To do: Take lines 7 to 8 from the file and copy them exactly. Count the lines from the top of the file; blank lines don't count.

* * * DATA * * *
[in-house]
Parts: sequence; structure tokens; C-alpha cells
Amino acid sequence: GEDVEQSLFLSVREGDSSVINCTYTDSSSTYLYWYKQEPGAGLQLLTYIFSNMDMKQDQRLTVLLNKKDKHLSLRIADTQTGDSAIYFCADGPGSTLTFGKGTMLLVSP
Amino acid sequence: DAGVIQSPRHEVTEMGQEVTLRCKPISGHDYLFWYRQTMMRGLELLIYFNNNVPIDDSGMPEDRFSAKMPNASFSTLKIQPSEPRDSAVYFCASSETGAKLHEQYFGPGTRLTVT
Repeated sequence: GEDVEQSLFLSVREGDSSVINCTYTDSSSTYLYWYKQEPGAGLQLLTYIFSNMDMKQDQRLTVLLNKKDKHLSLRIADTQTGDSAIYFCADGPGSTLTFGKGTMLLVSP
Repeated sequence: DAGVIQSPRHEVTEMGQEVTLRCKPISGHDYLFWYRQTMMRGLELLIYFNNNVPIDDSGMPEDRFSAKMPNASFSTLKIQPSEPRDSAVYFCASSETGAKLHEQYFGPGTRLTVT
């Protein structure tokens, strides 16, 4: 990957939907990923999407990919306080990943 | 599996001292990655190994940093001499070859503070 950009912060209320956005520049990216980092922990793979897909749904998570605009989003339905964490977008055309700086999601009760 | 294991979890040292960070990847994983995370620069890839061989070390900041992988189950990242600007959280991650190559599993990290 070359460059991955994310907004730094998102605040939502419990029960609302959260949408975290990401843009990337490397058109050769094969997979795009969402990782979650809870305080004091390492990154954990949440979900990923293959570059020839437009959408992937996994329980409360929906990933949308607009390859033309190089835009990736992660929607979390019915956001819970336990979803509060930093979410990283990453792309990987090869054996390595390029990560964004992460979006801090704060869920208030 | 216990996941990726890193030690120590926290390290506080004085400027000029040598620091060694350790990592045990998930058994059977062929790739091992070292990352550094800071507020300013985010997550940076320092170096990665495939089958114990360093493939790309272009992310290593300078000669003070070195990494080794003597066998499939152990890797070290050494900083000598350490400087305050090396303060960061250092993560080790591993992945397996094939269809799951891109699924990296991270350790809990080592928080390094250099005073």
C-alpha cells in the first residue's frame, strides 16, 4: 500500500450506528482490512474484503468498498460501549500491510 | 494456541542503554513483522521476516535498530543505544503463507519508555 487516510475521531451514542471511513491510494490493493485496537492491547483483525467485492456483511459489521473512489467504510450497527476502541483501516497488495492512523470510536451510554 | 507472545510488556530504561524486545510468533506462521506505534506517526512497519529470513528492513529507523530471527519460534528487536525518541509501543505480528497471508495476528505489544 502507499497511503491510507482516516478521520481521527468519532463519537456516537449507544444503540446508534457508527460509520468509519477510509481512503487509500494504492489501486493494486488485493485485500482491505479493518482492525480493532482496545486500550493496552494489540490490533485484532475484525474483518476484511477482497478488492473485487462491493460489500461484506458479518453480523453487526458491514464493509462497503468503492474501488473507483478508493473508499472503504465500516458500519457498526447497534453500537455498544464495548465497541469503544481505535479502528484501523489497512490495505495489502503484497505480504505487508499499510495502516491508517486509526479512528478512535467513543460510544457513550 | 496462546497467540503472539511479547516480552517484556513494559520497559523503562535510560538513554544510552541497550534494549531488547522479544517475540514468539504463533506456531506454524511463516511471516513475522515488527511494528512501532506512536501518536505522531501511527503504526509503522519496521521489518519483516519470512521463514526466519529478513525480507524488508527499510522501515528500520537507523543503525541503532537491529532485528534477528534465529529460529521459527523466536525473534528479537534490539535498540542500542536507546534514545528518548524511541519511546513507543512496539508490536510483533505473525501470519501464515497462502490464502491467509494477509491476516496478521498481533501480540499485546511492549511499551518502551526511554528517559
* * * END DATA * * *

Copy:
């Protein structure tokens, strides 16, 4: 990957939907990923999407990919306080990943 | 599996001292990655190994940093001499070859503070 950009912060209320956005520049990216980092922990793979897909749904998570605009989003339905964490977008055309700086999601009760 | 294991979890040292960070990847994983995370620069890839061989070390900041992988189950990242600007959280991650190559599993990290 070359460059991955994310907004730094998102605040939502419990029960609302959260949408975290990401843009990337490397058109050769094969997979795009969402990782979650809870305080004091390492990154954990949440979900990923293959570059020839437009959408992937996994329980409360929906990933949308607009390859033309190089835009990736992660929607979390019915956001819970336990979803509060930093979410990283990453792309990987090869054996390595390029990560964004992460979006801090704060869920208030 | 216990996941990726890193030690120590926290390290506080004085400027000029040598620091060694350790990592045990998930058994059977062929790739091992070292990352550094800071507020300013985010997550940076320092170096990665495939089958114990360093493939790309272009992310290593300078000669003070070195990494080794003597066998499939152990890797070290050494900083000598350490400087305050090396303060960061250092993560080790591993992945397996094939269809799951891109699924990296991270350790809990080592928080390094250099005073």
C-alpha cells in the first residue's frame, strides 16, 4: 500500500450506528482490512474484503468498498460501549500491510 | 494456541542503554513483522521476516535498530543505544503463507519508555 487516510475521531451514542471511513491510494490493493485496537492491547483483525467485492456483511459489521473512489467504510450497527476502541483501516497488495492512523470510536451510554 | 507472545510488556530504561524486545510468533506462521506505534506517526512497519529470513528492513529507523530471527519460534528487536525518541509501543505480528497471508495476528505489544 502507499497511503491510507482516516478521520481521527468519532463519537456516537449507544444503540446508534457508527460509520468509519477510509481512503487509500494504492489501486493494486488485493485485500482491505479493518482492525480493532482496545486500550493496552494489540490490533485484532475484525474483518476484511477482497478488492473485487462491493460489500461484506458479518453480523453487526458491514464493509462497503468503492474501488473507483478508493473508499472503504465500516458500519457498526447497534453500537455498544464495548465497541469503544481505535479502528484501523489497512490495505495489502503484497505480504505487508499499510495502516491508517486509526479512528478512535467513543460510544457513550 | 496462546497467540503472539511479547516480552517484556513494559520497559523503562535510560538513554544510552541497550534494549531488547522479544517475540514468539504463533506456531506454524511463516511471516513475522515488527511494528512501532506512536501518536505522531501511527503504526509503522519496521521489518519483516519470512521463514526466519529478513525480507524488508527499510522501515528500520537507523543503525541503532537491529532485528534477528534465529529460529521459527523466536525473534528479537534490539535498540542500542536507546534514545528518548524511541519511546513507543512496539508490536510483533505473525501470519501464515497462502490464502491467509494477509491476516496478521498481533501480540499485546511492549511499551518502551526511554528517559